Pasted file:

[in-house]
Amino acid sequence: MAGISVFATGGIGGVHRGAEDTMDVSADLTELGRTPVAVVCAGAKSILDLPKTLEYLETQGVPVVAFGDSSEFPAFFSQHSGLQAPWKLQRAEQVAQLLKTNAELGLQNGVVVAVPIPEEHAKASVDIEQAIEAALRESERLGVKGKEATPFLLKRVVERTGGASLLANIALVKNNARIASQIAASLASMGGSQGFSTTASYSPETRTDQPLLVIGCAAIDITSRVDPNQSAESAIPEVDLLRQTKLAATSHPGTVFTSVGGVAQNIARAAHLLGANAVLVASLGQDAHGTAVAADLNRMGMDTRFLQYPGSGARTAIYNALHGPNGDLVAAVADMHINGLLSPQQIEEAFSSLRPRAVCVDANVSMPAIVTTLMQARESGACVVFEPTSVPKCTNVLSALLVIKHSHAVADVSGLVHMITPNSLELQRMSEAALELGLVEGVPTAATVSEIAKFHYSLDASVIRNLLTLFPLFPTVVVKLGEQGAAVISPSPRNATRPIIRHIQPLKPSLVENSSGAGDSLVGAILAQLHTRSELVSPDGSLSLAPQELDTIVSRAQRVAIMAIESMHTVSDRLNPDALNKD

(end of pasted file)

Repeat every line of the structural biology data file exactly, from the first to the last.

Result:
[in-house]
Amino acid sequence: MAGISVFATGGIGGVHRGAEDTMDVSADLTELGRTPVAVVCAGAKSILDLPKTLEYLETQGVPVVAFGDSSEFPAFFSQHSGLQAPWKLQRAEQVAQLLKTNAELGLQNGVVVAVPIPEEHAKASVDIEQAIEAALRESERLGVKGKEATPFLLKRVVERTGGASLLANIALVKNNARIASQIAASLASMGGSQGFSTTASYSPETRTDQPLLVIGCAAIDITSRVDPNQSAESAIPEVDLLRQTKLAATSHPGTVFTSVGGVAQNIARAAHLLGANAVLVASLGQDAHGTAVAADLNRMGMDTRFLQYPGSGARTAIYNALHGPNGDLVAAVADMHINGLLSPQQIEEAFSSLRPRAVCVDANVSMPAIVTTLMQARESGACVVFEPTSVPKCTNVLSALLVIKHSHAVADVSGLVHMITPNSLELQRMSEAALELGLVEGVPTAATVSEIAKFHYSLDASVIRNLLTLFPLFPTVVVKLGEQGAAVISPSPRNATRPIIRHIQPLKPSLVENSSGAGDSLVGAILAQLHTRSELVSPDGSLSLAPQELDTIVSRAQRVAIMAIESMHTVSDRLNPDALNKD